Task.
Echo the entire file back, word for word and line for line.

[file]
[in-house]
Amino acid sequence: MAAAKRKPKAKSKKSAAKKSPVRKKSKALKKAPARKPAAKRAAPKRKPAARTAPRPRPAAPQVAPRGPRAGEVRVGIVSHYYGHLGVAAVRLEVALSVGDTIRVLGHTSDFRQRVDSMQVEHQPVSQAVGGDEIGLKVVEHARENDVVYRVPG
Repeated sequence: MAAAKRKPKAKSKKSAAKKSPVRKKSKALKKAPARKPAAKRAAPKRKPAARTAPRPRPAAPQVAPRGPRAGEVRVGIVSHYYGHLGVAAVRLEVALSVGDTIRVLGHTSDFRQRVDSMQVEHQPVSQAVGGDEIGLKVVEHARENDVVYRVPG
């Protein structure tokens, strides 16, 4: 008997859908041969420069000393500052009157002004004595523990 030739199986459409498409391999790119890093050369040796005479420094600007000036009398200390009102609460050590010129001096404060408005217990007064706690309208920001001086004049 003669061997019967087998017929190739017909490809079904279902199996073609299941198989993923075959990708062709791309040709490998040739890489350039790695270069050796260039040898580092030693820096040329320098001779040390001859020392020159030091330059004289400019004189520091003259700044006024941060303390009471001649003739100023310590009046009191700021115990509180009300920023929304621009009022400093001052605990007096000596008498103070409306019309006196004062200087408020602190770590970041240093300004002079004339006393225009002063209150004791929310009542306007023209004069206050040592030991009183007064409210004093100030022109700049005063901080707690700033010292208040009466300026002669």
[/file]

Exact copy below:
[in-house]
Amino acid sequence: MAAAKRKPKAKSKKSAAKKSPVRKKSKALKKAPARKPAAKRAAPKRKPAARTAPRPRPAAPQVAPRGPRAGEVRVGIVSHYYGHLGVAAVRLEVALSVGDTIRVLGHTSDFRQRVDSMQVEHQPVSQAVGGDEIGLKVVEHARENDVVYRVPG
Repeated sequence: MAAAKRKPKAKSKKSAAKKSPVRKKSKALKKAPARKPAAKRAAPKRKPAARTAPRPRPAAPQVAPRGPRAGEVRVGIVSHYYGHLGVAAVRLEVALSVGDTIRVLGHTSDFRQRVDSMQVEHQPVSQAVGGDEIGLKVVEHARENDVVYRVPG
């Protein structure tokens, strides 16, 4: 008997859908041969420069000393500052009157002004004595523990 030739199986459409498409391999790119890093050369040796005479420094600007000036009398200390009102609460050590010129001096404060408005217990007064706690309208920001001086004049 003669061997019967087998017929190739017909490809079904279902199996073609299941198989993923075959990708062709791309040709490998040739890489350039790695270069050796260039040898580092030693820096040329320098001779040390001859020392020159030091330059004289400019004189520091003259700044006024941060303390009471001649003739100023310590009046009191700021115990509180009300920023929304621009009022400093001052605990007096000596008498103070409306019309006196004062200087408020602190770590970041240093300004002079004339006393225009002063209150004791929310009542306007023209004069206050040592030991009183007064409210004093100030022109700049005063901080707690700033010292208040009466300026002669």